Another week, another brilliant fireball! Last weekend a spectacular fireball was seen over New England. This Friday evening (Sept 25) at ~9 pm, observers from a bit further west in the eastern Great Lakes area witnessed the fireball.  Sightings have been reported to this blog and the AMS Fireball page from Ontario, New York, Pennsylvania, Ohio and Michigan. Thanks to everyone who commented on this page. If you haven’t already, please submit a report to the American Meteor Society’s Fireball page.

Most of the reports are consistent in their description of a meteor at least as bright as the Full Moon and lasting 5-10 seconds. Most reports give a bluish/greenish color for the fireball though some reported a white or reddish color.

Luckily, the University of Southern Ontario operates a number of all-sky fireball cameras in the area. If those cameras were up and running, they all probably detected the fireball. So there’s a good chance that the fireball’s orbit can be determined. This info can be used to recover any meteorites that may have fallen.

[ADDED: The fireball network operated by the U. of Southern Ontario did, in fact, detect the fireball. They have a page devoted to the fireball which includes multiple videos, a diagram of the fireball's orbit, and the most likely location for the meteorite strewn field.]

The map below is based on reports sent to this blog and the AMS Fireball page. The red stars demote sightings while the 2 yellow stars denote reported sonic booms. The sonic booms located to the west of Toronto may pinpoint the location were the fireball came closest to the ground.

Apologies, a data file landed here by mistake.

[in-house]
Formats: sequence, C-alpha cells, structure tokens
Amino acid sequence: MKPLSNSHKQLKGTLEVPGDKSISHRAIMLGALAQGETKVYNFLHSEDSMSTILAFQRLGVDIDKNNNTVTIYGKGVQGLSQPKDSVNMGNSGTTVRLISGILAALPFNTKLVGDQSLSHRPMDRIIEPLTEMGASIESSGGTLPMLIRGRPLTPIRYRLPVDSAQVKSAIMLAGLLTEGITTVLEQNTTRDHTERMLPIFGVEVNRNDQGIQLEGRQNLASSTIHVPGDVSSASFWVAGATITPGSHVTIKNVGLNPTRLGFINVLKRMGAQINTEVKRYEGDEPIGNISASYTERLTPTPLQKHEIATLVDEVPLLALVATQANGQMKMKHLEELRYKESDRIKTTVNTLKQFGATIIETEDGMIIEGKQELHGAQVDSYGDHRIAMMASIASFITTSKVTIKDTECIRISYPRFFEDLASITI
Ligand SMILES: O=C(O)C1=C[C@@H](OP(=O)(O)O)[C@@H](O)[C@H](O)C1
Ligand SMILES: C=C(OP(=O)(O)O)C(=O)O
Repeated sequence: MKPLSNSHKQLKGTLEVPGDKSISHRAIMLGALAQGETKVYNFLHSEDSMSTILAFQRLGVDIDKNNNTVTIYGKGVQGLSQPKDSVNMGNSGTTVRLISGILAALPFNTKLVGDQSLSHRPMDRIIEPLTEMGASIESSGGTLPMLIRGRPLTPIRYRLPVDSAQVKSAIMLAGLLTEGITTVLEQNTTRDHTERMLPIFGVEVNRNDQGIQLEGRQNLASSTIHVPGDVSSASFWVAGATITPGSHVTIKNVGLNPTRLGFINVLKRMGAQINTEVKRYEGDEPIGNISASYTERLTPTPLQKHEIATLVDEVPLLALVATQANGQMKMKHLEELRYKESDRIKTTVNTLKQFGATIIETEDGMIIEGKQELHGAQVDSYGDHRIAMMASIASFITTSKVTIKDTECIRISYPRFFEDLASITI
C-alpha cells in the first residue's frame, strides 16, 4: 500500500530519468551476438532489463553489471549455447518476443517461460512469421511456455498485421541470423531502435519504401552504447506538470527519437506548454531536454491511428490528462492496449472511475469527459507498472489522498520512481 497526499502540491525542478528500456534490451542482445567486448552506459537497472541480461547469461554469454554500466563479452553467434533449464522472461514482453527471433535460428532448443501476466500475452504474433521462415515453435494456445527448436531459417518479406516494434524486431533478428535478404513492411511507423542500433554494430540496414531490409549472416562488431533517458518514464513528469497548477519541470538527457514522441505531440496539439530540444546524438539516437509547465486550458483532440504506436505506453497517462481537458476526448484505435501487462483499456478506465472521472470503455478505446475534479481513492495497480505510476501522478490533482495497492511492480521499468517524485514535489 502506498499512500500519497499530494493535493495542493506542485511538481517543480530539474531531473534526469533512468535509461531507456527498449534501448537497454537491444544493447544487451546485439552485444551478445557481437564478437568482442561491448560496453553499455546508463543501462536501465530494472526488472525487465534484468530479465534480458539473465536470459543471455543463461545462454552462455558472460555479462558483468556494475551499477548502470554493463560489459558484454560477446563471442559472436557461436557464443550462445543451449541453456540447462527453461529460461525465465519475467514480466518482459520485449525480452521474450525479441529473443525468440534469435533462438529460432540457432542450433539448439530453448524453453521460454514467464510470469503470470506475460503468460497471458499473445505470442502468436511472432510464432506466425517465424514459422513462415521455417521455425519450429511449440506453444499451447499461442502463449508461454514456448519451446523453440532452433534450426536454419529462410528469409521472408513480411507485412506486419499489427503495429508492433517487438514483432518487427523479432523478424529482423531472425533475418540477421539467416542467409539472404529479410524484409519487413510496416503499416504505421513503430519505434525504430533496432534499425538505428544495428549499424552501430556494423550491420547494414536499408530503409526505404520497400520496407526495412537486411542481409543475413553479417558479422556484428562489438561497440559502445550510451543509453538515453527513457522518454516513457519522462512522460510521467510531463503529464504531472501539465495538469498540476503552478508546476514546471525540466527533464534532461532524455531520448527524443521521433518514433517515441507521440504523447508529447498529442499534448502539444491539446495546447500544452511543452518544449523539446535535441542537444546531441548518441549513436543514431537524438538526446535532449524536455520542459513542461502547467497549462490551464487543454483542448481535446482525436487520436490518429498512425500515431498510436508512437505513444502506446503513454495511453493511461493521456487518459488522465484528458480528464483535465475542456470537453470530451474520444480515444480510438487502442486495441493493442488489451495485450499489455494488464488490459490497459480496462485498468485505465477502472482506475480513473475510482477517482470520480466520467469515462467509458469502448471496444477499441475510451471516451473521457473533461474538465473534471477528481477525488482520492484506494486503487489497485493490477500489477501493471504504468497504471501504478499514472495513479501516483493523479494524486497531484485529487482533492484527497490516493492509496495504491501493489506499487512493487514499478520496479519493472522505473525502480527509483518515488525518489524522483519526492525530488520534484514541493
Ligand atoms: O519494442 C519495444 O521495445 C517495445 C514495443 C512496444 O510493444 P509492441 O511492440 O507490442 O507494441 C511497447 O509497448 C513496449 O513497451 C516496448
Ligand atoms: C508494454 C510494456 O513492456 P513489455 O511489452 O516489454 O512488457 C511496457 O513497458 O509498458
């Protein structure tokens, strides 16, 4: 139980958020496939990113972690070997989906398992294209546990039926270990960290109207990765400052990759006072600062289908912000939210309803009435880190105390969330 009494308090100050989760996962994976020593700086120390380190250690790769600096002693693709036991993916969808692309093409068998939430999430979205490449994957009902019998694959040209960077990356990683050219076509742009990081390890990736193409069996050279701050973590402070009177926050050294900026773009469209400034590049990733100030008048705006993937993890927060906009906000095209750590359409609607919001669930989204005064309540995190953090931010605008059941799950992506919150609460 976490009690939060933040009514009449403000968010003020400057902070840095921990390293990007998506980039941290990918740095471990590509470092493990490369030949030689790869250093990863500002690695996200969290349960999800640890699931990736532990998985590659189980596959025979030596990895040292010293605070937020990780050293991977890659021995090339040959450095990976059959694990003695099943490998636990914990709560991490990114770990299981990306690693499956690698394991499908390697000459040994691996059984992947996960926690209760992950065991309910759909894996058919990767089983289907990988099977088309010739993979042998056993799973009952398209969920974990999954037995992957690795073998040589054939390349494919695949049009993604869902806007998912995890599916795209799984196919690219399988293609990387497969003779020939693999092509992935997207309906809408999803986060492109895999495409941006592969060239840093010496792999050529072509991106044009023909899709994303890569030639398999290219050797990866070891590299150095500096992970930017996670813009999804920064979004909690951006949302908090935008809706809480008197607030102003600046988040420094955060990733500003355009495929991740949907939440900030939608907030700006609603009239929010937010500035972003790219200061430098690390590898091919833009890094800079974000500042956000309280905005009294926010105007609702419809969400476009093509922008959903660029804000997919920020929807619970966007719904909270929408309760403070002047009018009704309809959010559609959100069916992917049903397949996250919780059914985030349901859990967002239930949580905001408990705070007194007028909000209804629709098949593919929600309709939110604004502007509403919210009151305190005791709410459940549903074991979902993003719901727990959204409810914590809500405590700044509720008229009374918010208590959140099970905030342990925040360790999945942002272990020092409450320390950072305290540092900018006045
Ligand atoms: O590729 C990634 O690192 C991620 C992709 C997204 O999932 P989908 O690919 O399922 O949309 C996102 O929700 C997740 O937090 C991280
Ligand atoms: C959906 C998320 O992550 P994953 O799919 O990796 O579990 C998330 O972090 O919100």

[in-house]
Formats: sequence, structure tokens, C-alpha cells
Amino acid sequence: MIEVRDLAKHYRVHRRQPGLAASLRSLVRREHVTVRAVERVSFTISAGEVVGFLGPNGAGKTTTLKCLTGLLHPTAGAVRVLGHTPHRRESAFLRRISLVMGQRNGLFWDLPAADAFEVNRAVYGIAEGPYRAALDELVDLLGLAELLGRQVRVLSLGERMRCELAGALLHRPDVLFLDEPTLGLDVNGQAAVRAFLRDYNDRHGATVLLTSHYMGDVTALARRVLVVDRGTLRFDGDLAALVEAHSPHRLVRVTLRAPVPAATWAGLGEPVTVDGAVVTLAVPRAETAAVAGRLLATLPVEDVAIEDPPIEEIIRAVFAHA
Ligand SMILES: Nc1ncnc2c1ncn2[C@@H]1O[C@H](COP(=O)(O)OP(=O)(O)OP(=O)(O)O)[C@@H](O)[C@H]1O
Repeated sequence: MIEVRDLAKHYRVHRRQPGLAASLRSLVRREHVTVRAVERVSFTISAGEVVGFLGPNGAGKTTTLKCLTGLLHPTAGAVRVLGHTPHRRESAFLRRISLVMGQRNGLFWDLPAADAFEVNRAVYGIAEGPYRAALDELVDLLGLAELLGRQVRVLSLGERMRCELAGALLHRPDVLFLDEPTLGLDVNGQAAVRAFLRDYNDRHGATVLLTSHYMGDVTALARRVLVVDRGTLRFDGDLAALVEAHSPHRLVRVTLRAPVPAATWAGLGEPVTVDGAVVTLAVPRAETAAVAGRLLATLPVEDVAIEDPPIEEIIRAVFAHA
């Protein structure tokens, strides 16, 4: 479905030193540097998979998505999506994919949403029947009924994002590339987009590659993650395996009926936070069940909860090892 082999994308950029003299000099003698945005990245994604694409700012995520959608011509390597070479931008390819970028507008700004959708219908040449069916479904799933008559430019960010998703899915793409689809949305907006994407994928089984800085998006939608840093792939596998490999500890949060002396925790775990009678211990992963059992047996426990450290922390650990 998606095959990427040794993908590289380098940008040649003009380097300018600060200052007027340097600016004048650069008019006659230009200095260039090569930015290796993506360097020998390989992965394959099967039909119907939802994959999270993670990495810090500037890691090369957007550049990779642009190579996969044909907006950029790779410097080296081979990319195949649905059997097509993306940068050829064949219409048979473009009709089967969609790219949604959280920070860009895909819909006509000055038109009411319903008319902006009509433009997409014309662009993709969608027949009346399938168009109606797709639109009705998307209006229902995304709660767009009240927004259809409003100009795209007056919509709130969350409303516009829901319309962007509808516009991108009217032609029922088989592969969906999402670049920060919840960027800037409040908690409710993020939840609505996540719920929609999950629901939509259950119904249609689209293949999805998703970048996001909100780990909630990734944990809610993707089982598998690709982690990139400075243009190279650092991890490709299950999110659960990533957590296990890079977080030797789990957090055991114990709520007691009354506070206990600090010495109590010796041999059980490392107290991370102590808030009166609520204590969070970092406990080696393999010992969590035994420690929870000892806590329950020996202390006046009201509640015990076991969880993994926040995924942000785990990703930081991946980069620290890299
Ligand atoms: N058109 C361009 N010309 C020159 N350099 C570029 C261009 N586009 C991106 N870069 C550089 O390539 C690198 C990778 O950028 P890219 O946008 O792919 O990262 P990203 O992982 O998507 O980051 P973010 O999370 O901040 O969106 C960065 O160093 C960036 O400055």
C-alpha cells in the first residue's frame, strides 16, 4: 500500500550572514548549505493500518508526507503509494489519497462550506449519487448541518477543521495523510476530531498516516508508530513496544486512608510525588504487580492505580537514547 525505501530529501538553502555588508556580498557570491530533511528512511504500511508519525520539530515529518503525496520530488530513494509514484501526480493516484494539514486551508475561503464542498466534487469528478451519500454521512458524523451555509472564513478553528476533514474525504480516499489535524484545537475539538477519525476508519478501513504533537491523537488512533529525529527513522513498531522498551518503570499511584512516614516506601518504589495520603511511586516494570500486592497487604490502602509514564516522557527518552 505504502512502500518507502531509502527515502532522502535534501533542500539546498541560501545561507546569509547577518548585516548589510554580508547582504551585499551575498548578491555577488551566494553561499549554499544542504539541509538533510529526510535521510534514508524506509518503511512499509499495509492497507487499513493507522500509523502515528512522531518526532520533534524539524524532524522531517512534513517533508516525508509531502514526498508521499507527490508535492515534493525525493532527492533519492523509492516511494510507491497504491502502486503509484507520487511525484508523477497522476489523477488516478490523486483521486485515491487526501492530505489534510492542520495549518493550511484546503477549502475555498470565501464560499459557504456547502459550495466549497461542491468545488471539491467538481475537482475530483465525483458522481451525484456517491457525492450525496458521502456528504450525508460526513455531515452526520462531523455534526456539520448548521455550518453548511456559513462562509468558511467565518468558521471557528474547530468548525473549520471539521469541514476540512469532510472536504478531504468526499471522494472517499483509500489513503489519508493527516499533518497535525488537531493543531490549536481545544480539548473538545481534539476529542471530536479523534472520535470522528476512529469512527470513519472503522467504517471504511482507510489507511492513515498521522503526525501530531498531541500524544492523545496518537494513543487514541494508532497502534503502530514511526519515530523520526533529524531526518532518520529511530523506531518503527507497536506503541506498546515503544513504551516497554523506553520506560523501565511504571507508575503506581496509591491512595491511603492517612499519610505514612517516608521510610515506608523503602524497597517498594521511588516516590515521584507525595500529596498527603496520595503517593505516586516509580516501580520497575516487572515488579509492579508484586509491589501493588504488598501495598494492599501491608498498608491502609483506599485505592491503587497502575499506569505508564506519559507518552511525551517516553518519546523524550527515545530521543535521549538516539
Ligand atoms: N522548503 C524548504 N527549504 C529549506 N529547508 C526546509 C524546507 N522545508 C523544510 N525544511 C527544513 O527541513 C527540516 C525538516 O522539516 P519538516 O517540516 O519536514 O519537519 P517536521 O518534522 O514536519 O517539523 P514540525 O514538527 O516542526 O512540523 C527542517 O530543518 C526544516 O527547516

Sep25_ONT_OH

Sept 22/23/24 Meteors

The monsoon is over in southern Arizona. Actually it’s been over for a few weeks now but I was holding out hope for a reprieve. Though the monsoon started earlier than usual it didn’t amount to much. At my home, we only got half as much rain as last year.

There are lots of cons to not getting enough rain in Tucson. The only real pro is that the nights have been crystal clear allowing for the observation of lots of meteors. Rates continue to remain high even though most of the activity is not related to any one particular shower.

From Bob’s notes: “The Southern California weather continues to be good one night and cloudy the next. During the last three nights only the 23rd was badly impacted by fog. The 22nd had some fog late in the morning which caused me to quit early. The 24th was dry and transparent, one of the darkest nights I have seen around here. The high number of meteors on that morning reflects these good conditions.”

Obs Date (UT)   TotTime  TOT SPO ANT DAU NUE
TUS 2009-09-24  10h 14m   39  28  4   4   3
SDG 2009-09-24  08h 00m   67  57  8   2
TUS 2009-09-23  10h 15m   38  25  7   1   5
SDG 2009-09-23  05h 00m   7   7   0   0

TUS – Camera in Tucson operated by Carl Hergenrother
SDG – Camera in San Diego operated by Bob Lunsford
TotTime – Total amount of time each camera looked for meteors
TOT – Total number of meteors detected
SPO – Sporadics (meteors not affiliated with any particular meteor shower)
ANT – Antihelions
DAU – Delta Aurigids
NUE – Nu Eridanids

Sept 20th Fireball Over the NE